E-Archive


Vol. 22
July Issue
Year 2021
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Off the Beaten Track


in Vol. 22 - July Issue - Year 2021
The Patent Wars



The Wright brothers


Glenn Curtiss before take-off in the Scientific American competition

On December 17th 1903, Wilbur and Orville Wright made the first controlled and powered human flight in a heavier-than-air aircraft. However, instead of dedicating themselves to developing and improving on their original design over the following years, the brothers spent enormous amounts of time and money in drawn-out legal battles in order to defend their patents. The ensuing courtroom conflicts severely hindered the growth of the aircraft industry in the United States. What happened?

The answer lies in a series of bad business decisions made once they had developed a plane suitable for the market. Before their successful powered flight in 1903, the brothers had built and flown several models of gliders. Attempts at human-piloted flight had been ongoing on both sides of the Atlantic for several decades, but the primitive models of gliders and balloons lacked flight control and therefore were totally useless. In 1902, the Wrights developed a glider with a revolutionary tri-axis control system that incorporated a “wing-warping” mechanism*. By twisting and shaping the wing, it was possible to maintain balance and directional control during flight much like a bird adjusting the contour of its wings. It took several attempts with an expert patent lawyer before a patent was finally granted in May 1906. The patent was construed to include gliders as well as powered aircraft. It also protected a combination of wing warping and a movable vertical rudder, as well as an alternative control system based upon rigid wings and freely operating between-the-wings ailerons, although their airplane did not actually mount ailerons. The Wright brothers were confident that their patent was airtight and that anyone wishing to produce any type of powered aircraft would have to pay them royalties and licensing fees. The lawyer then turned his attention to having the original patent recognized and applied in Europe. However, over three years had passed between the first application and the final granting of the patent, and in the meantime other players had appeared in America and Europe, some of them with patents of their own.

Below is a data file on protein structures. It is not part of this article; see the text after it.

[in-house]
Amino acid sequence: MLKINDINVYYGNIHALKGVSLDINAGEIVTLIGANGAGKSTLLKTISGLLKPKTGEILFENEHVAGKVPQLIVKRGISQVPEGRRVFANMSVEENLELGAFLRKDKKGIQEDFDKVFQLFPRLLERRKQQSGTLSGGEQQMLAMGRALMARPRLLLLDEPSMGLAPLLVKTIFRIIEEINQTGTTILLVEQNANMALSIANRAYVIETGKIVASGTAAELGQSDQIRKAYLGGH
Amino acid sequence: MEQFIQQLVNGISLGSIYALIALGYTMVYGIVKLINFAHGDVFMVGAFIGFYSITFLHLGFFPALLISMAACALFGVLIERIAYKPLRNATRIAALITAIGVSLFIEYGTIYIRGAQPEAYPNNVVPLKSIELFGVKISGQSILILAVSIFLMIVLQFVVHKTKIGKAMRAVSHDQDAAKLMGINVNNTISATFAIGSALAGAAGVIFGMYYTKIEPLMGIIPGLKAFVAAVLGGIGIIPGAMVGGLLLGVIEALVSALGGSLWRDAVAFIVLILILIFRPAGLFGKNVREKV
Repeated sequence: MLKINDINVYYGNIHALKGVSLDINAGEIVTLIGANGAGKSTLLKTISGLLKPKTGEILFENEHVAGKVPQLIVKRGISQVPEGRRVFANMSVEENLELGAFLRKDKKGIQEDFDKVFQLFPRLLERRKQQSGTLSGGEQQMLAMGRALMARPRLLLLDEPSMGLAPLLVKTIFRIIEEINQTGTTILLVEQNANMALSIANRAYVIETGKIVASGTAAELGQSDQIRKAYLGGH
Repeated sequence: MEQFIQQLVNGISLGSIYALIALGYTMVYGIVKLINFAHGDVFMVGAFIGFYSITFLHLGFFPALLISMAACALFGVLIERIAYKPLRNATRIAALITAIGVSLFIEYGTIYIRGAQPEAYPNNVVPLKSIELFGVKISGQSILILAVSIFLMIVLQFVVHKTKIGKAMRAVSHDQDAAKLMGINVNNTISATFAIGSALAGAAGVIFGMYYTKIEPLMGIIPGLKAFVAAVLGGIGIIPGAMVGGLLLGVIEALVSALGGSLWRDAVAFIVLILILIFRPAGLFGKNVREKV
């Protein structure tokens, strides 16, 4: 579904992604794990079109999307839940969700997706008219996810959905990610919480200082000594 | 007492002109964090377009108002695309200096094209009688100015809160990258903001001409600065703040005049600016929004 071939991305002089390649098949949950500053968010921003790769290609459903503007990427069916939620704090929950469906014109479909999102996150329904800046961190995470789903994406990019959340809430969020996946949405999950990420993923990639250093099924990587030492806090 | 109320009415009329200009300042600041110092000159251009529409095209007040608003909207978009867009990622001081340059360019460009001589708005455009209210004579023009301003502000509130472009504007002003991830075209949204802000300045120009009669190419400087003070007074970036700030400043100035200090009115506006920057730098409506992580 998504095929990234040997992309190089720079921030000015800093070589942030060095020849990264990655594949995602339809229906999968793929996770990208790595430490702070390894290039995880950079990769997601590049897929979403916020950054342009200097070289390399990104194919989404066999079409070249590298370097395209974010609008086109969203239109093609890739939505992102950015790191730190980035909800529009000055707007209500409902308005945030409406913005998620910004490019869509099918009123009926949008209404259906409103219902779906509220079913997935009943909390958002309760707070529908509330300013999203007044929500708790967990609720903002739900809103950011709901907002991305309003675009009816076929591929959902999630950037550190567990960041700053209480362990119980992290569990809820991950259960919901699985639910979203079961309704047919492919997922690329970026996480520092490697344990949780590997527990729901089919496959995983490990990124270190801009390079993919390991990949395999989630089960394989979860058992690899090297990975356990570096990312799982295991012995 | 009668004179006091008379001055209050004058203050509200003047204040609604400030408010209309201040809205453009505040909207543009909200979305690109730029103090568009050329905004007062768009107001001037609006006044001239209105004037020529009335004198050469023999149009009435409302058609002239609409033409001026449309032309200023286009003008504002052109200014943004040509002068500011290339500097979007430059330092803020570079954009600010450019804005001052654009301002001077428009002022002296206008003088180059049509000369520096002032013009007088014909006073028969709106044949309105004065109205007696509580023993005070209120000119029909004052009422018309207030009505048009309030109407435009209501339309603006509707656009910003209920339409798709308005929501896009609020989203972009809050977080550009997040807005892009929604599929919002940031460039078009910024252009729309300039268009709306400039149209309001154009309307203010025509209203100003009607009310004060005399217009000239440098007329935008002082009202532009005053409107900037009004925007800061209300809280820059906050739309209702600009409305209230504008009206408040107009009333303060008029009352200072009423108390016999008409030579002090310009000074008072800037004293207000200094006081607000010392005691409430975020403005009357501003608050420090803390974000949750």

Glenn Curtiss was a young and promising mechanical engineer. In common with the Wright brothers, Curtiss designed and built his own bicycles. Contrary to the introvert Wright brothers, Curtiss was bold and outgoing. He was fascinated by the advent of the gas-combustion engine and began manufacturing his own lightweight and powerful one-cylinder engines, soon mounting them on his bicycles. Curtiss raced his motorcycles and reaped trophies and medals. He was drawn to aviation when he realized how his lightweight engines could benefit airplanes. He started designing and building entire aircraft on his own. Instead of applying the wing-warping mechanism, Curtiss placed controllable hinged tabs near each wing tip, a solution that greatly simplified aircraft design, provided more mechanical reliability, and also offered better steering control. These tabs became known as “ailerons”.
Curtiss’s engines attracted the attention of famous inventor Alexander Graham Bell, who realized that those small, lightweight engines were the perfect solution for lifting an airplane off the ground. Bell invited Curtiss to join him and other inventors in the newly-founded Aerial Experiment Association (AEA), a private research and development group. Curtiss built the June Bug, a bi-plane equipped with a 40 hp, V8 Curtiss engine. Bell entered the June Bug in a contest sponsored by Scientific American that offered a trophy and prize money for the first heavier-than-air machine capable of flying at least one kilometer in front of judges. Curtiss flew over 1.5 km and earned instant nationwide fame and glory. This provoked the anger of the Wright brothers, who brought the first of many lawsuits against Curtiss and other inventors for patent infringement. Over the following years, the Wrights were involved in a dozen different lawsuits in the U.S. and nearly two dozen in Europe, but their downfall was their obsession with secrecy. They were unwilling to show their invention to anyone who might steal its design. Prospective buyers balked at the large deposit required only to view the aircraft. The lawsuits dragged on and by April 1914, the Curtiss Aeroplane Company had surpassed the Wrights to become the largest airplane manufacturer in the United States. In October 1915, the Wright Company was sold to a group of investors and a year later it merged with another company to become the Wright-Martin Company. The patent wars were settled in 1917 and in 1929, Curtiss and Wright merged to become the Curtiss-Wright Corporation, at present one of the world’s leading aviation and aerospace conglomerates.




Author: Giovanni Gregorat
By Giovanni Gregorat, Contributing Editor MFN